• Discovering a personal connection with others. As I mentioned above, establishing genuine and authentic connection with others is the key to both transcending toward an ethorelative understanding and compassionate, empathetic relationships.  This can only be accomplished in a work environment that fosters and enables the emotional safety required to activate empathy.
  • Experiencing a challenge to their previous thoughts about a situation. One of my favorite expressions is, “just outside of our comfort zone is where the magic happens.”  We must experience cognitive dissonance in order to grow and learn emotionally.  Our values must be challenged in order to truly commit to them and understand their meaning in our life.  Live beyond your comfort zone!

 

2. Incorporate empathy into [learners’] reflection.

It’s commonly understood that we have to have time and space to reflect in order to learn – but that’s not good enough.  We have to be given the time, space, freedom, and safety to deeply and emotionally reflect in order to develop our empathy and emotional intelligence.  The adult learner is often uncomfortable when put on the spot with the question, “so… how did that make you feel…?”  But truth be told, that is precisely what they need in order to grow empathy and be a more emotionally intelligent team member.  As empathy trainers we need to be intentional about the reflective opportunities and expectations given to an adult learner.  The Zeigarnik effect and Meta-Cognition are tools that can be used to connect an adult learner with an experience from this moment to a realization in the future.  Trainers can leverage this and the facilitative transformation model discussed elsewhere on this site to create opportunities for reflective, safe learning opportunities.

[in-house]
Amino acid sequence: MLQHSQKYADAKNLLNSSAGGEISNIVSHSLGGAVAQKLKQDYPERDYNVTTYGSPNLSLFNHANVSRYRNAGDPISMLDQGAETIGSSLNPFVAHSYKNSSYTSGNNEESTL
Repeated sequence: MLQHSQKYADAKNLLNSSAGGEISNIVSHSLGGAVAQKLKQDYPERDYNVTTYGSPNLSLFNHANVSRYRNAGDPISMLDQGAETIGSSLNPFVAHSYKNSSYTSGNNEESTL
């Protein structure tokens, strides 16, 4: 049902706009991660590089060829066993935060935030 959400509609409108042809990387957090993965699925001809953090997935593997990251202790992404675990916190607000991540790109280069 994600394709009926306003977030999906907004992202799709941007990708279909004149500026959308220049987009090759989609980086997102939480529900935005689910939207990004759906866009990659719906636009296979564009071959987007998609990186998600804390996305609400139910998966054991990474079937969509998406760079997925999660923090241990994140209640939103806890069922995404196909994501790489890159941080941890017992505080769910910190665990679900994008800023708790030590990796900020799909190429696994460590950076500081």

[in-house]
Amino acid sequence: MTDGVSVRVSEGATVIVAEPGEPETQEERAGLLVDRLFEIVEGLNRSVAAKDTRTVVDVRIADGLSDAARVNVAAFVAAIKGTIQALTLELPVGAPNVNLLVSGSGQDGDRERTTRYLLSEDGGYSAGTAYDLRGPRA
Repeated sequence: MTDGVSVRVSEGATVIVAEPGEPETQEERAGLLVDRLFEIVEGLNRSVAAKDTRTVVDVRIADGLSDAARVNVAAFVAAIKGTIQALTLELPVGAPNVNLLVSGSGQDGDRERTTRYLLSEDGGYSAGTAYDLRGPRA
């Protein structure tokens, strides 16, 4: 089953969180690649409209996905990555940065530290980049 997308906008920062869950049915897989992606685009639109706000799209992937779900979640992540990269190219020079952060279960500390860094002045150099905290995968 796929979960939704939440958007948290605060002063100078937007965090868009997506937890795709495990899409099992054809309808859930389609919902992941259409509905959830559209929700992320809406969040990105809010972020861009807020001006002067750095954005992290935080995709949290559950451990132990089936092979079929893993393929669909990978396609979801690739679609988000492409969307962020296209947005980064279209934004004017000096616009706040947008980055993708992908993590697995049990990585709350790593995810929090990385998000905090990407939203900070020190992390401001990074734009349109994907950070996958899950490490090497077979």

3. Training empathy begins with the “Empathy Tool Box”

Leaders and trainers need to be living examples of behaviors the rest of the team should emulate.  One method of doing this is by modeling and training what the researchers dubbed as, ‘the empathy toolbox’. This is a set of skills to have the students consider and actively develop through exercises and real life events that the subsequently reflected upon that are collectively known as the ‘empathy toolbox’. These are:

4. Assess and reimagine learning environment culture and design.

I like to arrange learning environments into small groups instead of the traditional classroom or even the more progressive U-Shape. These learning environments tend to put emphasis on the trainer and the media instead of fellow participants. Even the U-shape, which has long been viewed as the collaborative preference places a barrier and safety zone between participants and limits the small group interaction which fosters a safer learning environment.  By grouping learners into small teams the trainer places the emphasis on the individual and their fellow learners – where ownership of learning actually resides.

5. Add empathy to the learning objectives/outcomes.

While attending the Defense Equal Opportunity Management Institute (DEOMI) we were continuously evaluated by our small group leaders (SGLs) on our Interpersonal Skills using the Interpersonal Skills Development Evaluation.  This tool gave the instructors the ability to objectively evaluate our ability to interact with others.  Another way I’ve seen it measured is in the use of 360-assesments where seniors, peers ,and subordinates are given the opportunity to evaluate an individual on various factors, often including inter-personal skills.  Much like the ol’ report card from elementary school, did you play well others?

 

Empathy and emotional intelligence are things we can improve but it won’t just happen.  We must be intentional and meaningful in our efforts and we absolutely must create a space and opportunity where team members feel safe to learn and grow.